A smart, succinct, and commonsense article by a registered dietitian on the trouble with low-carb dieting, especially when it’s coupled with increased exercise. Jae Berman argues that this pattern can not only trigger binges or excessive carb cravings in the long-term, but also that it can enhance stress, which can encourage the lowering of basal metabolic rate and retention of weight.
Of course, every body is different. Experience has suggested to me that people can feel particularly energetic or well with a variety of different macronutrient balances. This is reflected in dietary patterns and cultural eating styles around the world, some of which are naturally higher in fat and lower in carbs, or higher in complex carbs but lower in fat.
Some variance aside, however, we all need protein, fat, and carbohydrates to function and thrive, and I’ve seen primarily disastrous consequences among clients who have tried to dramatically slash carb intake (namely binge and purge cycles, but also low energy, irritability, hormone disruption, and weight gain). As Berman notes, “the body absolutely needs carbohydrates for survival and a healthy metabolism. Especially if you are exercising, carbohydrates are needed — they are the fuel to assist our metabolism, feed our brain and manage our stress hormones.”
An interesting article on the marketing of “manly” food to men and teen boys. Not surprisingly, “man food” often includes excessive portions and plenty of meat (I couldn’t help but think of Carol J. Adams as I was reading). Author David Sax writes,
Manly food ads present a cleverly crafted challenge to our manhood: Are you man enough to eat this shit?
And shit it is. Manly food, as opposed to equally patronizing “lady food” (diet sodas, low-calorie cereals, herbal teas), are pretty much universally unhealthy. Huge quantities of processed, salty meats, wrapped in refined carbohydrates, saturated in chemical cheese goos, and fortified with colored sugar water. Are you man enough to get a colonoscopy? Because that’s what’ll happen if you buy into this crap…
…[T]he consequences of this kind of marketing are real. Men suffer from heart attacks and fatal coronary heart disease at twice the levels women do, and obesity rates tend to be considerably higher for men as well.
It’s worth noting that heart disease and obesity rates are climbing for women these days, especially in minority communities, and food marketing to women can be equally insidious. Still, Sax is right to point out that the presentation of junk food as a “challenge” to men’s sense of virility is both ridiculous and damaging.
Finally, a humorously written, yet serious article on how to support an anxious partner while also taking care of yourself. As an anxious person whose anxious tendencies keeping growing as I get older, I appreciated author Kat Kinsman’s tips, especially these two:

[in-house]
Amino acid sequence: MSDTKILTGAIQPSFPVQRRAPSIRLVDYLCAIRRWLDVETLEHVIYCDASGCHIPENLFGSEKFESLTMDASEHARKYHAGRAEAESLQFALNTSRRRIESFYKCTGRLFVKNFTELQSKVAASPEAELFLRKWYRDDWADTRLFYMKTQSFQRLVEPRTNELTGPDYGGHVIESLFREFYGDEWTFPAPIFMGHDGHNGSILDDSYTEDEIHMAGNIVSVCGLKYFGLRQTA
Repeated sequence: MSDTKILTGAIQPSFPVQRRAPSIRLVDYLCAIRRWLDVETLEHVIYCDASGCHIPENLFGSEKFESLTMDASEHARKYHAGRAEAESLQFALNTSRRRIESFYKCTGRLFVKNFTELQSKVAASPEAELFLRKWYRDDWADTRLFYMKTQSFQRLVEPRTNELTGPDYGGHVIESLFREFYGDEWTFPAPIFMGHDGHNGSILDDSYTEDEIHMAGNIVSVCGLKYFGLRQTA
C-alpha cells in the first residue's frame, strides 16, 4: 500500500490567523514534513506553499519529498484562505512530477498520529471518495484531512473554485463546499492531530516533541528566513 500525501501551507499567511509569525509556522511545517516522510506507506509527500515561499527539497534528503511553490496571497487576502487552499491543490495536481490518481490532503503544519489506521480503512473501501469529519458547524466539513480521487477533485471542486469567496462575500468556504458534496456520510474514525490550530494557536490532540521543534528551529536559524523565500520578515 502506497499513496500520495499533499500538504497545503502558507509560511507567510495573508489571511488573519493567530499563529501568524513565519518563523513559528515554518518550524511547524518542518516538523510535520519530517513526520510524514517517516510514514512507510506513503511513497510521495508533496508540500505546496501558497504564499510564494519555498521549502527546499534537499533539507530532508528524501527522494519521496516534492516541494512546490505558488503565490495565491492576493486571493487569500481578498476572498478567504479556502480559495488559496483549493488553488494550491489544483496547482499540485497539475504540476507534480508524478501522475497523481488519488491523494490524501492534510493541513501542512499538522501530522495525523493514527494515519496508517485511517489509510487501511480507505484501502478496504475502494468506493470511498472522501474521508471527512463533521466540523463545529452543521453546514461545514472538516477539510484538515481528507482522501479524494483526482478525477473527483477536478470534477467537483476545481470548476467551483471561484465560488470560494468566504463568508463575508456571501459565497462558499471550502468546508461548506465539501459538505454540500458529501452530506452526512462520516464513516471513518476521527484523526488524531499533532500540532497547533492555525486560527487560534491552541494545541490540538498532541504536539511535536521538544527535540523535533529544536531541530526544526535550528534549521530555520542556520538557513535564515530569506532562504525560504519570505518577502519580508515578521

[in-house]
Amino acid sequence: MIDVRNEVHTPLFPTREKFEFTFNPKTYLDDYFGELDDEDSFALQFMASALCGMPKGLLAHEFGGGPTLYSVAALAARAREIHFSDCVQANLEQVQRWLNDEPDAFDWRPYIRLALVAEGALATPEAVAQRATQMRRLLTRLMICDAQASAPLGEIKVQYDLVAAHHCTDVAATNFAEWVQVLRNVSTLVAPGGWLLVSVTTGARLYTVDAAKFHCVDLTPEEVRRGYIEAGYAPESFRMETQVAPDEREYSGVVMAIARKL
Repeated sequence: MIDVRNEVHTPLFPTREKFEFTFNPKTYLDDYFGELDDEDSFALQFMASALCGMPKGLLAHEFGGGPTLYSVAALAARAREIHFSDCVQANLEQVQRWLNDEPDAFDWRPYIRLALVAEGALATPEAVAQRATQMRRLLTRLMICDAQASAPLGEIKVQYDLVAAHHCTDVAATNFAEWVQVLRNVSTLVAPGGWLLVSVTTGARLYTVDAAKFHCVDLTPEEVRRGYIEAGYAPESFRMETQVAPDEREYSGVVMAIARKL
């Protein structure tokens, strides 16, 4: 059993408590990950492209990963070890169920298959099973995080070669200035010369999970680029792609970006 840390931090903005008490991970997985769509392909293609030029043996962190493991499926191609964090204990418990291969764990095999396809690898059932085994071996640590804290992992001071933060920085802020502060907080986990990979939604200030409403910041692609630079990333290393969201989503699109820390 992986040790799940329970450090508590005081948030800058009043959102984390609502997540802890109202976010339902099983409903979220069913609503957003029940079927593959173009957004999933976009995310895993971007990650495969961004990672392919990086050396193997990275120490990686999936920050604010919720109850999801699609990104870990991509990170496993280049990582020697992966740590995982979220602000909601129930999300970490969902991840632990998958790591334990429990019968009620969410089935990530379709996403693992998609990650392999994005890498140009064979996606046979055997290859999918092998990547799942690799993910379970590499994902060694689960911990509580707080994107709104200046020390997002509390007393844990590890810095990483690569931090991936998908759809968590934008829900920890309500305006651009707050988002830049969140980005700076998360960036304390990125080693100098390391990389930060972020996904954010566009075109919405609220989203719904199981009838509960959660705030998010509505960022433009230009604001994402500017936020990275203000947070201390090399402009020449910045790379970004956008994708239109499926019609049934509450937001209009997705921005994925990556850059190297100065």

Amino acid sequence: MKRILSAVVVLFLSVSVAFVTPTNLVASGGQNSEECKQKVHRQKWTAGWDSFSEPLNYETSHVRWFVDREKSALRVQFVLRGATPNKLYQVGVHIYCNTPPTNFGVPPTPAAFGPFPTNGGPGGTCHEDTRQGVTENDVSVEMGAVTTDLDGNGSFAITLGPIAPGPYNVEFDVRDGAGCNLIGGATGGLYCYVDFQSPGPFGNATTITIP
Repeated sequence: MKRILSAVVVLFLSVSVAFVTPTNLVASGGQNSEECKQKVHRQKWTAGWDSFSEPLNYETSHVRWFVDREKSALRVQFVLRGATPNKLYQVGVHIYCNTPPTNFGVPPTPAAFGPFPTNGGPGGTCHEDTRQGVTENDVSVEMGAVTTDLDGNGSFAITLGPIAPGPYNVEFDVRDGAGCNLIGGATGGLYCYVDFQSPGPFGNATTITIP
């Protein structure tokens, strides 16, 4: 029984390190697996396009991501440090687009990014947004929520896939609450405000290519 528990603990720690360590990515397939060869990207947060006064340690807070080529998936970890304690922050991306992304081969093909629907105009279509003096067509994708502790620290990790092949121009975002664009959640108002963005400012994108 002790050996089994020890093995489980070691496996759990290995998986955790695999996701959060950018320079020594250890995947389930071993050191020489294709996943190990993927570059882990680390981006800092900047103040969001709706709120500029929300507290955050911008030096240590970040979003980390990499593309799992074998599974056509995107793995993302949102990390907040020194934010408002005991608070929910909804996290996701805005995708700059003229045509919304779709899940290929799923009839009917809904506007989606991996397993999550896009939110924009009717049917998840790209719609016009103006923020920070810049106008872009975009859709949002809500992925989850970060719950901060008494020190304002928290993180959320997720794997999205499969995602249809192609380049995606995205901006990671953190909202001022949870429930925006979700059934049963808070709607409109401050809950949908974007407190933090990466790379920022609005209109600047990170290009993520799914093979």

Don’t try to fix them.
You’re this person’s husband, wife, boyfriend, girlfriend, lover, polyamorous partner, not their therapist. (And if you are, stop dating them immediately because that’s creepy and unethical.) They cannot be well for you. It’s unfair to pressure someone to live up to your idea of how they should be, and they may end up feeling like they failed you. It makes your love conditional. Instead, just let them know that you’d like them to feel better because you love them — not because they have to be well in order to be loved.
Be OK with the fact that happiness looks different for different people.
For some, it’s balloons, dancing, party hats or Jaeger bombs at the club. Others, an Instagram snapshot with toes in sand or Deepak Chopra drawn in latte foam. (#bliss #bestlife #blessed) For an anxious person, it might be a day that passes without a panic attack or having to pound down Tums. It might just be having the wherewithal to get dressed and walk around the block. Calm is a terribly underrated emotion, but it’s just as valid as joy.
Both of these ideas resonate with me. It’s terrible to feel, when you’re stuck in the muck of anxiety or depression, that your experience is making you a less desirable or worthy lover, partner, or friend. Being pushed to slough off the feelings in order to meet someone else’s expectations of normalcy or happiness is never helpful, never a true means of resolution.
And yes, calmness, equanimity, the feeling spaciousness–these can be underrated emotions, but for many of us, they are as important and precious as celebration or jubilation.
OK, everyone, I’m off for today. I wish you a happy Sunday–whatever that means to you–and I’ll be back this week with some new recipes.